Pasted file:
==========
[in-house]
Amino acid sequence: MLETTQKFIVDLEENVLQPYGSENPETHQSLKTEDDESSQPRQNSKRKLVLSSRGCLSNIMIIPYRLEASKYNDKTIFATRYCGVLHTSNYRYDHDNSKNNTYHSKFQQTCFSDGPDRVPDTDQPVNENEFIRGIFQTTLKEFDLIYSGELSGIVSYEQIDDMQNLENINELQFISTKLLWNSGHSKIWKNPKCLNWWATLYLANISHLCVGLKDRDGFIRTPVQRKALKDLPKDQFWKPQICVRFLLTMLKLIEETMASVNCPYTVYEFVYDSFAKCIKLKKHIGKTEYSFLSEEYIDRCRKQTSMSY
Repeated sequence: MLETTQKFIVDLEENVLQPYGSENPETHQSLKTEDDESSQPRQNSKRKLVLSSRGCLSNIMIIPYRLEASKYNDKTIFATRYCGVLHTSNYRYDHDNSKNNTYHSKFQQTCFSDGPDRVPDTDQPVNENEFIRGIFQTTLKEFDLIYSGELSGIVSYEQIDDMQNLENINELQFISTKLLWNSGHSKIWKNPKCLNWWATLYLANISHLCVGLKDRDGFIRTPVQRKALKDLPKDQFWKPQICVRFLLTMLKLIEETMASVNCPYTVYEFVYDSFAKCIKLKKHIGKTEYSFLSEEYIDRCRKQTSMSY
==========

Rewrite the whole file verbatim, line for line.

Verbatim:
[in-house]
Amino acid sequence: MLETTQKFIVDLEENVLQPYGSENPETHQSLKTEDDESSQPRQNSKRKLVLSSRGCLSNIMIIPYRLEASKYNDKTIFATRYCGVLHTSNYRYDHDNSKNNTYHSKFQQTCFSDGPDRVPDTDQPVNENEFIRGIFQTTLKEFDLIYSGELSGIVSYEQIDDMQNLENINELQFISTKLLWNSGHSKIWKNPKCLNWWATLYLANISHLCVGLKDRDGFIRTPVQRKALKDLPKDQFWKPQICVRFLLTMLKLIEETMASVNCPYTVYEFVYDSFAKCIKLKKHIGKTEYSFLSEEYIDRCRKQTSMSY
Repeated sequence: MLETTQKFIVDLEENVLQPYGSENPETHQSLKTEDDESSQPRQNSKRKLVLSSRGCLSNIMIIPYRLEASKYNDKTIFATRYCGVLHTSNYRYDHDNSKNNTYHSKFQQTCFSDGPDRVPDTDQPVNENEFIRGIFQTTLKEFDLIYSGELSGIVSYEQIDDMQNLENINELQFISTKLLWNSGHSKIWKNPKCLNWWATLYLANISHLCVGLKDRDGFIRTPVQRKALKDLPKDQFWKPQICVRFLLTMLKLIEETMASVNCPYTVYEFVYDSFAKCIKLKKHIGKTEYSFLSEEYIDRCRKQTSMSY